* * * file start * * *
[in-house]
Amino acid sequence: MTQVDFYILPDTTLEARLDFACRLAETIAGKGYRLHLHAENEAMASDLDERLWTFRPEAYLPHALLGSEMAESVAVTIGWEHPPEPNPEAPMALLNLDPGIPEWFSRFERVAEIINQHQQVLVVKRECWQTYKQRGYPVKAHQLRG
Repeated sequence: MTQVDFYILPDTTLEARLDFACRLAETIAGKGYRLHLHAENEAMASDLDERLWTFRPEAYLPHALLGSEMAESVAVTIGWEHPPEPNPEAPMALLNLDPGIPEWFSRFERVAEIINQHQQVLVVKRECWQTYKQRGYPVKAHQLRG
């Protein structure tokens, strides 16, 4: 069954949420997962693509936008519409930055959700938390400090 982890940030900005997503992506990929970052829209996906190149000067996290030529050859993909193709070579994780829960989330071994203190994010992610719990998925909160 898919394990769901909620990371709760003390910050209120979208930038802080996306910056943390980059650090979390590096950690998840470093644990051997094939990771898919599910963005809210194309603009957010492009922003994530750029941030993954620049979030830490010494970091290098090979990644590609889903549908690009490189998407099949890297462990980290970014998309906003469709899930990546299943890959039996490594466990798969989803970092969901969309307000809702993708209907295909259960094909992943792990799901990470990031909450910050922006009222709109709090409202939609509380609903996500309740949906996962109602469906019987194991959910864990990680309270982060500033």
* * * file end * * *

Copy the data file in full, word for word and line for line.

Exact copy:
[in-house]
Amino acid sequence: MTQVDFYILPDTTLEARLDFACRLAETIAGKGYRLHLHAENEAMASDLDERLWTFRPEAYLPHALLGSEMAESVAVTIGWEHPPEPNPEAPMALLNLDPGIPEWFSRFERVAEIINQHQQVLVVKRECWQTYKQRGYPVKAHQLRG
Repeated sequence: MTQVDFYILPDTTLEARLDFACRLAETIAGKGYRLHLHAENEAMASDLDERLWTFRPEAYLPHALLGSEMAESVAVTIGWEHPPEPNPEAPMALLNLDPGIPEWFSRFERVAEIINQHQQVLVVKRECWQTYKQRGYPVKAHQLRG
């Protein structure tokens, strides 16, 4: 069954949420997962693509936008519409930055959700938390400090 982890940030900005997503992506990929970052829209996906190149000067996290030529050859993909193709070579994780829960989330071994203190994010992610719990998925909160 898919394990769901909620990371709760003390910050209120979208930038802080996306910056943390980059650090979390590096950690998840470093644990051997094939990771898919599910963005809210194309603009957010492009922003994530750029941030993954620049979030830490010494970091290098090979990644590609889903549908690009490189998407099949890297462990980290970014998309906003469709899930990546299943890959039996490594466990798969989803970092969901969309307000809702993708209907295909259960094909992943792990799901990470990031909450910050922006009222709109709090409202939609509380609903996500309740949906996962109602469906019987194991959910864990990680309270982060500033």